The Gallup survey of nearly 4,800 people in Houston found that 38 percent of them feel unsafe walking near their houses after sundown.
Luis Salinas is a sociology professor at the University of Houston. He holds the Gallup organization in high regard. But he says snapshot surveys like this don't include long-term trends.
"Violent crime rates have been going down for 15 to 20 years, not just in the country, but in Houston. And, so, we need to take the long-term approach into account when we're looking at these individual statistics."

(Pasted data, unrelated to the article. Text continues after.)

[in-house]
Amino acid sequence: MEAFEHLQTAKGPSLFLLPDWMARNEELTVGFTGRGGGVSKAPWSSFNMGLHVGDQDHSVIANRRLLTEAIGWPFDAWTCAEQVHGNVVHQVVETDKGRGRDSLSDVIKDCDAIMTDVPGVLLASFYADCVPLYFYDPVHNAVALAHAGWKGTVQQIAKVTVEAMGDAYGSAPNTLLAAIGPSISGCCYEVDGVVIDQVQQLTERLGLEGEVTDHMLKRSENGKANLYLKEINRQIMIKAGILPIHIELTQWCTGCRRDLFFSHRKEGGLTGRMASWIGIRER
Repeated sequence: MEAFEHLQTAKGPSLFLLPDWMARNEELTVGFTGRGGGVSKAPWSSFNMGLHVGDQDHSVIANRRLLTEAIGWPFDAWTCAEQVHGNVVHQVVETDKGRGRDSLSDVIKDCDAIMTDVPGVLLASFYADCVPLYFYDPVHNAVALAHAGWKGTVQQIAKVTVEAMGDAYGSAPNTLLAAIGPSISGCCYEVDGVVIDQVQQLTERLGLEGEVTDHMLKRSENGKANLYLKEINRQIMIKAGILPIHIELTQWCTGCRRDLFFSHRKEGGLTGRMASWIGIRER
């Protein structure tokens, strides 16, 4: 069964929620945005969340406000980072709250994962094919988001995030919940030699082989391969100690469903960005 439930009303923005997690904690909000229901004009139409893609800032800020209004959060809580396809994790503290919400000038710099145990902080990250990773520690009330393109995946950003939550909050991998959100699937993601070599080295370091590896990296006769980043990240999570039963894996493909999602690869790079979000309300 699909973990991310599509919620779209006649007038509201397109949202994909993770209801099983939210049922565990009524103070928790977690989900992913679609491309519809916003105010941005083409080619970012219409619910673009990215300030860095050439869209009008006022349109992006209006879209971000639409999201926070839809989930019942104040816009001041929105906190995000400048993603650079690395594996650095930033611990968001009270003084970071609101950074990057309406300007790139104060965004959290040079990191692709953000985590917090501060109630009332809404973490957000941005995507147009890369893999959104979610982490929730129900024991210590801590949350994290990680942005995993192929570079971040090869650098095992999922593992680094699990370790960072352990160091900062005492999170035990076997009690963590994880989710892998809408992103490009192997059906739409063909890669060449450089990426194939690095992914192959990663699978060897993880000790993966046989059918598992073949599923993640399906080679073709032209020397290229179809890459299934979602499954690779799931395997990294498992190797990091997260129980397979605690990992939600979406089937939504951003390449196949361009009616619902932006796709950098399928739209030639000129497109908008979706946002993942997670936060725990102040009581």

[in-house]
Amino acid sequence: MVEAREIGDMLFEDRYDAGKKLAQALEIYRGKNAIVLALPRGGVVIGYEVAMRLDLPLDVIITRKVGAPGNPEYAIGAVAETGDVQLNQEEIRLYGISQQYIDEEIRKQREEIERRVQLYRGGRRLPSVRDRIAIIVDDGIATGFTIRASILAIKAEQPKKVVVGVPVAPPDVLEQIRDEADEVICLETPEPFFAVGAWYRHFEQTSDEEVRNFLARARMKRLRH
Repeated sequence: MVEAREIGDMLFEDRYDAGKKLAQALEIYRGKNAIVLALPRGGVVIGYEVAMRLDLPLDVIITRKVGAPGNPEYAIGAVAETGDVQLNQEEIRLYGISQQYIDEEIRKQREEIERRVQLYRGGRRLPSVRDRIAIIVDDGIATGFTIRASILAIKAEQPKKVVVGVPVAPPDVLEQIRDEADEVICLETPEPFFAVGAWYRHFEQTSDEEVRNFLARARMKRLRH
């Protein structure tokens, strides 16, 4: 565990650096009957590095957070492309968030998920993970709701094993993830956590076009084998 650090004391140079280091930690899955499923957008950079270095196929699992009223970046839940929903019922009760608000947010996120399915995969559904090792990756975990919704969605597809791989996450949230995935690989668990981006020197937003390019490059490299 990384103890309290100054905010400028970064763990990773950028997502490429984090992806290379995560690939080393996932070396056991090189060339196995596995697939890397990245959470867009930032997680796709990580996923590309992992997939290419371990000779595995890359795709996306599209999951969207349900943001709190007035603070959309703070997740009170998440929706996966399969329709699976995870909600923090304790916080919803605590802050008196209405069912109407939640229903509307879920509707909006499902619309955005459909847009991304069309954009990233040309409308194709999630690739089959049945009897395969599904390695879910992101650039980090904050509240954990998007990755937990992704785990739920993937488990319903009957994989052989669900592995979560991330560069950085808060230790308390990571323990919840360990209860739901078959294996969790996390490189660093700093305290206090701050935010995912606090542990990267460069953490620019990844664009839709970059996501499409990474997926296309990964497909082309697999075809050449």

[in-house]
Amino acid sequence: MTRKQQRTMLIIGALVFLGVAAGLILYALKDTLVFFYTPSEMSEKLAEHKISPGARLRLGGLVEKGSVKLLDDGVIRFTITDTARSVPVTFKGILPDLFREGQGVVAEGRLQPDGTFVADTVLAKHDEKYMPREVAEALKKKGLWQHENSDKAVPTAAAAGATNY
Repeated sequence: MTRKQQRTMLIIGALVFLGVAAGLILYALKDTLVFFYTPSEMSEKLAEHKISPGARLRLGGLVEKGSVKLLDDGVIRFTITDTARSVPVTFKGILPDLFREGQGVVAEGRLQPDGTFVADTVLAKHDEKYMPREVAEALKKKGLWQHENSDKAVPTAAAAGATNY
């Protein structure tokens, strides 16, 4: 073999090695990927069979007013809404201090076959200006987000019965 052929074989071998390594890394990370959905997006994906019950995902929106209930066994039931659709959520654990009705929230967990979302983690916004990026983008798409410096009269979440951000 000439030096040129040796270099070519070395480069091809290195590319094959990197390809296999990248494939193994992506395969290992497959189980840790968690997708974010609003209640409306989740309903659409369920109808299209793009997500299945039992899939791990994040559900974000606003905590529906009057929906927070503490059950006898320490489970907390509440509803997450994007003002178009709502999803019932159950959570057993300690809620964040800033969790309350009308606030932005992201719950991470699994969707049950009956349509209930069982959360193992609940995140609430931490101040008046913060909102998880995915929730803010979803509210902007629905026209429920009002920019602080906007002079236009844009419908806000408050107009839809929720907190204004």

Salinas says one factor driving today's feelings of insecurity is that people tend to remember bad news even after the actual danger has subsided. He puts part of the blame for that on what people constantly hear from outside sources.
"Politicians, community leaders, and even some religious leaders sort of harp on these negative aspects that are going on — maybe for personal motive or a personal goal."
Salinas says, as with violent crime, people to tend to think divorce and teen pregnancies happen more today than 20 years ago, when, in fact, the rates for all three have been on the decline.